BBL PARTICIPANT: Lucy Msiza, Ramokone, Limpopo Province
In a Nutshell
Through her participation in SocioTech’s Broad-Based Livelihoods (BBL) strategies to stimulate personal economic activity, Lucy Msiza from Ramokone, Limpopo has all the fresh, delicious vegetables she needs for herself plus some surplus to sell to her neighbours.
She remembers the ways of life when she was a child…
I did the SocioTech BBL training with Mam Damba. I think it was just before COVID, or maybe during COVID – 2019 or 2020, somewhere around there. We learnt about deep trenching and mulching. Later I did the poultry training too. A lot of the talk was about (the maize planting method called) “Farming God’s Way” which reminded me of when I was a child. My parents didn’t use that phrase ‘Farming God’s Way’ but they used many of the same methods. No artificial fertilizer needed when you have a kraal with cattle. No hiring expensive tractors for planting when there is community support.
When I was a child, we all went into the fields to help each other when there were hard jobs to be done. When the soil needed tilling or the harvest had to be brought in, we came together to share the workload. Everyone had their own fields, but we had a feeling of community. No one expected to be paid for helping their neighbours. We called it ligima – we cooked and brought pap and morogo and milk. We shared our labour and our food. These days it is everyone for themselves. People don’t want to work. They will watch others work and then when the harvest comes in, they put their hand out.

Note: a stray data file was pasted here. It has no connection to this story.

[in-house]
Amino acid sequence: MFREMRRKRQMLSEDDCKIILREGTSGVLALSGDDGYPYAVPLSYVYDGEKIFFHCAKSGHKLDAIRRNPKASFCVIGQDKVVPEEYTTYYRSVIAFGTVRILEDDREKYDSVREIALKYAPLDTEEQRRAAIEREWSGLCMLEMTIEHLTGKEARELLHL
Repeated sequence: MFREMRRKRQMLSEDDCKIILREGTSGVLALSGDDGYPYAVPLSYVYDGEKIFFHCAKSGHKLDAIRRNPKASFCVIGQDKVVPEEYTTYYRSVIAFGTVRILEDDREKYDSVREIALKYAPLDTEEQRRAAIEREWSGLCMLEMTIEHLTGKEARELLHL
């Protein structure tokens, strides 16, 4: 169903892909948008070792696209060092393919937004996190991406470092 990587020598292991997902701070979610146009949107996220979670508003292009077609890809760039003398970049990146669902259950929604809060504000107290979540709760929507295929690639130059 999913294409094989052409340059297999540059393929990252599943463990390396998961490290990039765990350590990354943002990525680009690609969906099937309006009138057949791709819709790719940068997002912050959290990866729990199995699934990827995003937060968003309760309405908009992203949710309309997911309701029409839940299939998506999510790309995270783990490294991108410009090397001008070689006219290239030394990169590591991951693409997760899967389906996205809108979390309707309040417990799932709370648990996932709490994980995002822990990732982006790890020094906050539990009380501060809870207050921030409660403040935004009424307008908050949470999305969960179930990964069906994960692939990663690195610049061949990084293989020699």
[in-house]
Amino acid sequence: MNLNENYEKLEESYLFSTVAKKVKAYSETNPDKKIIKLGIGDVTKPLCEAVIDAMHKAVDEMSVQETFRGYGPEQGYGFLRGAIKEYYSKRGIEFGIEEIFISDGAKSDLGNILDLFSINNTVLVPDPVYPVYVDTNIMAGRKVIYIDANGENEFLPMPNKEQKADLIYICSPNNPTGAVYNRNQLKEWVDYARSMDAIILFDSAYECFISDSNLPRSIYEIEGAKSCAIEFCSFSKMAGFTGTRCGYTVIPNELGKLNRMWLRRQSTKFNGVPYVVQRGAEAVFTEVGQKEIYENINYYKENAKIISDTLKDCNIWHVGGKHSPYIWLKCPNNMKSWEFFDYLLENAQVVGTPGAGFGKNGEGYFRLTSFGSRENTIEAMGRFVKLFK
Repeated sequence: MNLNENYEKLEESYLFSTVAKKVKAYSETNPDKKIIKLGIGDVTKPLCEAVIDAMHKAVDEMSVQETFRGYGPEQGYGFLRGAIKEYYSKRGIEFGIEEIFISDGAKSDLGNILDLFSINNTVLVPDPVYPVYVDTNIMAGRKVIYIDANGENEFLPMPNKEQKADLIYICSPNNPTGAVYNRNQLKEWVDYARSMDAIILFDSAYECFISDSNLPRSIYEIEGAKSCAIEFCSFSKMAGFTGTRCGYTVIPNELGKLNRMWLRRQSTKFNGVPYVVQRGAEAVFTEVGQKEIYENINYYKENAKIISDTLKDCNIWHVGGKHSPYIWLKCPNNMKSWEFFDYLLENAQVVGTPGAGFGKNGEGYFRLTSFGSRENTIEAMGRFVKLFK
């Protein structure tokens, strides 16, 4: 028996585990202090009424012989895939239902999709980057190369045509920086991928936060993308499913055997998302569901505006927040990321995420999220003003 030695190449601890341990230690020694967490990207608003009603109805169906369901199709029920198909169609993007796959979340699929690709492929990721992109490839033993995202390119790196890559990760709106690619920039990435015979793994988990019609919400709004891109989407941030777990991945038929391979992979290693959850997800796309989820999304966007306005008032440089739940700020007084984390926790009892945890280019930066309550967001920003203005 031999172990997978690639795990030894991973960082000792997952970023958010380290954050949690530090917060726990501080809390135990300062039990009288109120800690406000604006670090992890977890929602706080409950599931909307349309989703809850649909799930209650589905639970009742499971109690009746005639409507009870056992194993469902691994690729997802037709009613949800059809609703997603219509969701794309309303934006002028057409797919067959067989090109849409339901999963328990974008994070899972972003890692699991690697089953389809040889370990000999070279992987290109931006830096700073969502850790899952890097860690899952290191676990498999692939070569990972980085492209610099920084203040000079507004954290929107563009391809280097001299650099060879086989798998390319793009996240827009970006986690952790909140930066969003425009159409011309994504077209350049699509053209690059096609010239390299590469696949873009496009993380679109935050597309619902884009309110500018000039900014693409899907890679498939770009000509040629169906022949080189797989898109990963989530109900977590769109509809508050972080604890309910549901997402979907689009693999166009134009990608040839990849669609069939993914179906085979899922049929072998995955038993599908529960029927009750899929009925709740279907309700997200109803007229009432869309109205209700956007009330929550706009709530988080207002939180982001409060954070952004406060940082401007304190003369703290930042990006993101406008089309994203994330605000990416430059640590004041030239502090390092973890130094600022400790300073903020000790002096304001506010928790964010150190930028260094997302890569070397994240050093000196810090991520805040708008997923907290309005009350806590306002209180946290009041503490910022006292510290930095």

That is not good. It is bad for adults, and it is especially bad for children. We have a generation of children who sit and look at their phones all day. They are lazy to go outside. When we were children, we worked with our parents and benefited from their knowledge and skill. We were considered part of family businesses, and we learnt by watching our elders and doing as they did.
"...they are delicious. Delicious and profitable..."
It wasn’t all hard work and no fun. My mother had cows and we children would try to milk them and if we succeeded, we would put fresh milk straight from the cow inside those mavilo (monkey oranges). That fruit is sour, so when you add the milk it curdles and makes a sort of custardy yoghurt. Delicious. And fun. Modern children don’t know anything about such things.
My garden is smallanyana space, but I have everything I need for myself plus some surplus to sell to my neighbours. The tomato picked straight from the garden is so much sweeter than one from a shop. The pumpkins I grow are bigger and tastier. And I get to use all of the plant. At the shops they throw a lot of the plant away – including a lot of the tasty bits. Leaves and stems get cut off. Those are often the best part of the plant. Why throw away pumpkin leaves when they are a delicious green vegetable? Just make a tomato gravy and add a pinch of baking soda to soften the leaves and you have a delicious meal that is full of vitamins.
Inside each pumpkin are many seeds. Dry them and they are delicious. Delicious and profitable – a handful like this is R10.